Hornbills (family Bucerotidae) are a group of birds characterized by a long, down-curved bill, sometimes with a casque on the upper mandible. Frequently, the bill is brightly coloured. Many of the birds are now endangered. Some species of hornbill are protected in Malaysia. Both the common English and the scientific name of the family refer to the shape of the bill, "buceros" being "cow horn" in Greek. In addition, they possess a two-lobed kidney. Hornbills are the only birds in which the first two neck vertebrae (the axis and atlas) are fused together; this probably provides a more stable platform for carrying the bill.
There are two subfamilies: the Bucorvinae contain the 2 ground-hornbills in a single genus, whereas the Bucerotinae contain all other taxa. In the Sibley-Ahlquist taxonomy, hornbills are separated from the Coraciiformes as a separate order Bucerotiformes, with the subfamilies elevated to family level. Given that they are almost as distant from the rollers, kingfishers and allies as are the trogons (Johansson & Ericson 2003), the arrangement chosen is more a matter of personal taste than any well-established taxonomic practice. All that can be said with reasonable certainty is that placing the hornbills outside the Coraciiformes and the trogons inside would be incorrect.
The most distinctive feature of the hornbills is the heavy bill, supported by powerful neck muscles as well as by the fused vertebrae. The large bill assists in fighting, preening, and constructing the nest, as well as catching prey. Where present, the casque on the upper mandible appears to serve no function beyond reinforcing the bill in most species. In the Black-casqued Hornbill, however, it is hollow and serves as a resonator.
The plumage of hornbills is typically black, grey, white, or brown, although typically offset by bright colours on the bill, or patches of bare coloured skin on the face or wattles. Some species exhibit sexual dichromatism; in the Abyssinian Ground-hornbill, for example, pure blue skin on the face and throat denotes an adult female, and red and blue skin denotes an adult male. The calls of hornbills are loud, and vary distinctly between different species.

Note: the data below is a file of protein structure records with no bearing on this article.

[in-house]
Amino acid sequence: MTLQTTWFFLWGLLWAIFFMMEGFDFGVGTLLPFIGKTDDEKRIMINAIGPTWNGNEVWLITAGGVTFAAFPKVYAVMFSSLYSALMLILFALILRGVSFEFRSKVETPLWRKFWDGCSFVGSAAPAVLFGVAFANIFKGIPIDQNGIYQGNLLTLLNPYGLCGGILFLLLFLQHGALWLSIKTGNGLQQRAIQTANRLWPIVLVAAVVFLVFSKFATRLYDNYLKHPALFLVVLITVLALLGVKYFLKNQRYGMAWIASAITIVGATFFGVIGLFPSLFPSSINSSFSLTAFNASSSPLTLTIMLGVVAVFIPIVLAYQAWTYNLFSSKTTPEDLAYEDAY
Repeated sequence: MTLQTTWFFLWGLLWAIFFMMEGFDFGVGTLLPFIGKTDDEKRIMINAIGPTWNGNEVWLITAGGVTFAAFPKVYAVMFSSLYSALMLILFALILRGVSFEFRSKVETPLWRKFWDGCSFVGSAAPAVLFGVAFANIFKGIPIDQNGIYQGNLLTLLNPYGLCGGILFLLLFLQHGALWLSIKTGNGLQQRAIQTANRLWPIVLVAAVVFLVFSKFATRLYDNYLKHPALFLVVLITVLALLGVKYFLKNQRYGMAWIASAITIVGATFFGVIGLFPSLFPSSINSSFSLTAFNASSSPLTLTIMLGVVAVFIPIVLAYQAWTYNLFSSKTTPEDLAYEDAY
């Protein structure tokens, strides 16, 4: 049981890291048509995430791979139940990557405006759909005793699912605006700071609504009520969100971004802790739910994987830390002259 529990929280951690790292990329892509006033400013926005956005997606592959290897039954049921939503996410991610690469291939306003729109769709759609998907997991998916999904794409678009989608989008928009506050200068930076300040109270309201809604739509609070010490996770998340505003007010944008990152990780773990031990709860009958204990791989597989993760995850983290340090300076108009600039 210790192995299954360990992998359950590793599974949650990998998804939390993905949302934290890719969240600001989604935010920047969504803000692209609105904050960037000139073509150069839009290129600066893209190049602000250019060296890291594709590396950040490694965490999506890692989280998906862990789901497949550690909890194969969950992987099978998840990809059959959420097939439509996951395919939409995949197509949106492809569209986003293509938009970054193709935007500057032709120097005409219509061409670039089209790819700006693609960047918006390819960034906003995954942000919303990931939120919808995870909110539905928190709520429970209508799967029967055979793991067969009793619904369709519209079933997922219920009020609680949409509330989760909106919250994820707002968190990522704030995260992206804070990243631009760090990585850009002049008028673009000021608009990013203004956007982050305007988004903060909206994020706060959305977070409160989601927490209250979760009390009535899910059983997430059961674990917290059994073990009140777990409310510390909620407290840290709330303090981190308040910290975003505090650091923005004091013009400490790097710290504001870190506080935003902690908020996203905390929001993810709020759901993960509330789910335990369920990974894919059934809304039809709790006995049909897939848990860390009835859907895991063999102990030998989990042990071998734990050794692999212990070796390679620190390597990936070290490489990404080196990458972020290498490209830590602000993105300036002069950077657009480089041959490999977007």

Hornbills are omnivorous birds, eating fruit, insects and small animals. They cannot swallow food caught at the tip of the beak as their tongues are too short to manipulate it, so they toss it back to the throat with a jerk of the head. They range in size from the Black Dwarf Hornbill (Tockus hartlaubi), at 102 grams (3.6 oz) and 30 cm (1 foot), to the Southern Ground-hornbill (Bucorvus leadbeateri), at up to 6.2 kg (13.6 lbs) and 1.2 m (4 feet). Males are about 18% larger than females on average.
Hornbills generally form monogamous pairs, defending a fixed territory. The female lays up to six white eggs in existing holes or crevices, either in trees or rocks. Before incubation, the females of all Bucorvinae—sometimes assisted by the male—begin to close the entrance to the nest cavity with a wall made of mud, droppings and fruit pulp. When the female is ready to lay her eggs, the entrance is just large enough for it to enter the nest, and after she has done so, the remaining opening is also all but sealed shut. There is only one narrow aperture, big enough for the male to transfer food to the mother and the chicks. During the incubation period the female undergoes a complete moult. When the chicks and the female are too big to fit in the nest, the mother breaks out, then both parents feed the chicks. In some species the mother rebuilds the wall, whereas in others the chicks themselves rebuild the wall unaided. The ground-hornbills are conventional cavity-nesters instead.
Most species' casques are very light, containing a good deal of airspace. However, the Helmeted Hornbill has a solid casque made of a material called hornbill ivory, which is greatly valued as a carving material in China and Japan. It is often used as a medium for the art of netsuke.